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Monday, December 28, 2015

MS Patients Show Better Gait and Balance with Dalfampridine Treatment

Withdrawal/re-initiation study expands on known walking speed benefits of approved MS therapy

In a new study, researchers evaluated the effect of dalfampridine treatment in people with multiple sclerosis (MS) and observed significant improvements in not only walking speed and distance, but also in gait and balance. The paper, titled “Dalfampridine Effects Beyond Walking Speed in Multiple Sclerosis,” was published in the International Journal of MS Care.
MS is a debilitating disease in which cells of the immune system attack the central nervous system (CNS), namely nerve fibers and myelin, the element that covers and protects nerve cells. The symptoms and severity of MS vary greatly from patient to patient, although functional limitations such as walking/gait dysfunction and balance impairment are fairly common. Walking difficulties arise from factors such as muscle weakness, spasticity (muscle tightness), balance problems, sensory deficits, and fatigue.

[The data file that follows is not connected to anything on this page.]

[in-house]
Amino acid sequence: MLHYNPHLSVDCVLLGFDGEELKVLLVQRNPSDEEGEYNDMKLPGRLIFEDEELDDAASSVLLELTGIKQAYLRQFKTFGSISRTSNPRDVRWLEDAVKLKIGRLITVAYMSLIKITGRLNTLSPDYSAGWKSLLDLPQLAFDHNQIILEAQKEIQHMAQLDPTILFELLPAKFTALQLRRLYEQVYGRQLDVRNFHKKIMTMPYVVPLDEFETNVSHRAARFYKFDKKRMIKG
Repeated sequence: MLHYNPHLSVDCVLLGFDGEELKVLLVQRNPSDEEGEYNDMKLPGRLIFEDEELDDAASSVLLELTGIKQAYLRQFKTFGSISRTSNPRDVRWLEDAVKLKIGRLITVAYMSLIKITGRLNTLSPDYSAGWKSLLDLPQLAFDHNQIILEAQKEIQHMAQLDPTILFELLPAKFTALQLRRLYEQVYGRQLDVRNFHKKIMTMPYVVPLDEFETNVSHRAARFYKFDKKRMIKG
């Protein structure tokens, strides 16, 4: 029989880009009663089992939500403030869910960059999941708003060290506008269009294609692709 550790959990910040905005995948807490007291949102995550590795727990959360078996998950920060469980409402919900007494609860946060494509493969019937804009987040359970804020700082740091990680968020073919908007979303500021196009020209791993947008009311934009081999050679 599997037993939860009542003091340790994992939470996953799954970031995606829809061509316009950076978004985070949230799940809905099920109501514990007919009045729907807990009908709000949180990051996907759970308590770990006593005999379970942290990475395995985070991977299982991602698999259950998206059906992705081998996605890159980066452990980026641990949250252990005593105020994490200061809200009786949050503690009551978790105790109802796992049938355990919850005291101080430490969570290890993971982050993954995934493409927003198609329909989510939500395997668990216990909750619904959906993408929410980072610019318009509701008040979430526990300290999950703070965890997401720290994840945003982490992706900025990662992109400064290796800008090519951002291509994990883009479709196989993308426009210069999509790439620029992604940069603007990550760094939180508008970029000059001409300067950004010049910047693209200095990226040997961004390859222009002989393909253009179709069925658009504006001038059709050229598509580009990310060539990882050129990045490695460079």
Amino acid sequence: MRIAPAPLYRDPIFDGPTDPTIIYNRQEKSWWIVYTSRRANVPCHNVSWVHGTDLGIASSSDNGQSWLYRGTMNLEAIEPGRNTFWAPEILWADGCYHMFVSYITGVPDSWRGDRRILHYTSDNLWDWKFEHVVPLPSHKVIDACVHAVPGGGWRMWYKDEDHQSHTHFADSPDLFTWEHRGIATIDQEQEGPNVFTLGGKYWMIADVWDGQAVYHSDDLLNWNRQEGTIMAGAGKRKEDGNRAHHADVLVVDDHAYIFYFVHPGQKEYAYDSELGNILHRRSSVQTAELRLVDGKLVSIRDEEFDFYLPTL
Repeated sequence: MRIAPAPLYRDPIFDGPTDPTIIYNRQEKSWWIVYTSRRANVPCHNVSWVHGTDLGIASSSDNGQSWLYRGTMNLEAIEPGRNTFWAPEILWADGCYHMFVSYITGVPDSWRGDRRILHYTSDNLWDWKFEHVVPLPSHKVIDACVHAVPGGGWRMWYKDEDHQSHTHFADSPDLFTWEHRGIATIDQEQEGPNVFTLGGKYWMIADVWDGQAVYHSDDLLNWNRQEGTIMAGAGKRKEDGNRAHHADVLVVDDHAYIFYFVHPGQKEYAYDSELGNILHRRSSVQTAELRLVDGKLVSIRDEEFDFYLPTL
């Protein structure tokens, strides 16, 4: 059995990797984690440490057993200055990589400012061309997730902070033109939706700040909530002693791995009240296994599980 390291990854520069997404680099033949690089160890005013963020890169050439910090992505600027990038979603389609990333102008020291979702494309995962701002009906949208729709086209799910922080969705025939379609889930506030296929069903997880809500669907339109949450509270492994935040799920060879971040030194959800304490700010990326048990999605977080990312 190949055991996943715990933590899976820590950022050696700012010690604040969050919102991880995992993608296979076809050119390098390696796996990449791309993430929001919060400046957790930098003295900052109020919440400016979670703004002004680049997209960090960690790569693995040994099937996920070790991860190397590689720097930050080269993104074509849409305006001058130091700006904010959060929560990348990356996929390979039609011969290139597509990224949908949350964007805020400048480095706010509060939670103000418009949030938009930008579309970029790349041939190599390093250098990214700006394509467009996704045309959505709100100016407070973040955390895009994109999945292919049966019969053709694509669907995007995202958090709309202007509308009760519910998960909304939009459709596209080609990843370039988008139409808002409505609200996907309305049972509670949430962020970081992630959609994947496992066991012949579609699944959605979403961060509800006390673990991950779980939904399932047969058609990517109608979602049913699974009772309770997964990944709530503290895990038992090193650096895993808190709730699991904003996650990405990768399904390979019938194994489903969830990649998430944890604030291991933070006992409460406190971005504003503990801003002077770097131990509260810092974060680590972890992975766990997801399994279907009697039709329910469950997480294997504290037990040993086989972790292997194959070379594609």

Dalfampridine in extended release (ER) form (Ampyra extended-release tablets; Acorda Therapeutics Inc.) has been shown to rehabilitate conduction in demyelinated nerves in animals. Data from two Phase 3 clinical trials showing that dalfampridine-ER was able to improve walking speed in MS patients was key to its being granted approval in the United States in 2010.

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